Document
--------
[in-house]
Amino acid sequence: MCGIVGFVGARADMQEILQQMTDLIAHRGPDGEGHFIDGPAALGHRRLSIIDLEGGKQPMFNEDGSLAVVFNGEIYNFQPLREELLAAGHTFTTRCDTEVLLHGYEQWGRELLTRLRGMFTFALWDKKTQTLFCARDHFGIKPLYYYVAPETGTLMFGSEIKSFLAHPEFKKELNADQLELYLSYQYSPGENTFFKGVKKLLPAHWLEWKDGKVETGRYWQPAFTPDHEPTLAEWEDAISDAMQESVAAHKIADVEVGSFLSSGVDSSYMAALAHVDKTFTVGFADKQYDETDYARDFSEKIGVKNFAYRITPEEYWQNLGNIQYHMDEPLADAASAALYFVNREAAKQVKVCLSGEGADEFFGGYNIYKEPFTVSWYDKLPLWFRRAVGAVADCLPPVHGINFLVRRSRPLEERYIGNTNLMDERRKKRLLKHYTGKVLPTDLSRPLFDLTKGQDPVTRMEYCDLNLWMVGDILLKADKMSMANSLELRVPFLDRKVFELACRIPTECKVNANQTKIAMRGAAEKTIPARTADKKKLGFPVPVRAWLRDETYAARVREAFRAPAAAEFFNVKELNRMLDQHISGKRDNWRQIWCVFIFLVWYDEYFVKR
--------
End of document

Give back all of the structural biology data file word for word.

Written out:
[in-house]
Amino acid sequence: MCGIVGFVGARADMQEILQQMTDLIAHRGPDGEGHFIDGPAALGHRRLSIIDLEGGKQPMFNEDGSLAVVFNGEIYNFQPLREELLAAGHTFTTRCDTEVLLHGYEQWGRELLTRLRGMFTFALWDKKTQTLFCARDHFGIKPLYYYVAPETGTLMFGSEIKSFLAHPEFKKELNADQLELYLSYQYSPGENTFFKGVKKLLPAHWLEWKDGKVETGRYWQPAFTPDHEPTLAEWEDAISDAMQESVAAHKIADVEVGSFLSSGVDSSYMAALAHVDKTFTVGFADKQYDETDYARDFSEKIGVKNFAYRITPEEYWQNLGNIQYHMDEPLADAASAALYFVNREAAKQVKVCLSGEGADEFFGGYNIYKEPFTVSWYDKLPLWFRRAVGAVADCLPPVHGINFLVRRSRPLEERYIGNTNLMDERRKKRLLKHYTGKVLPTDLSRPLFDLTKGQDPVTRMEYCDLNLWMVGDILLKADKMSMANSLELRVPFLDRKVFELACRIPTECKVNANQTKIAMRGAAEKTIPARTADKKKLGFPVPVRAWLRDETYAARVREAFRAPAAAEFFNVKELNRMLDQHISGKRDNWRQIWCVFIFLVWYDEYFVKR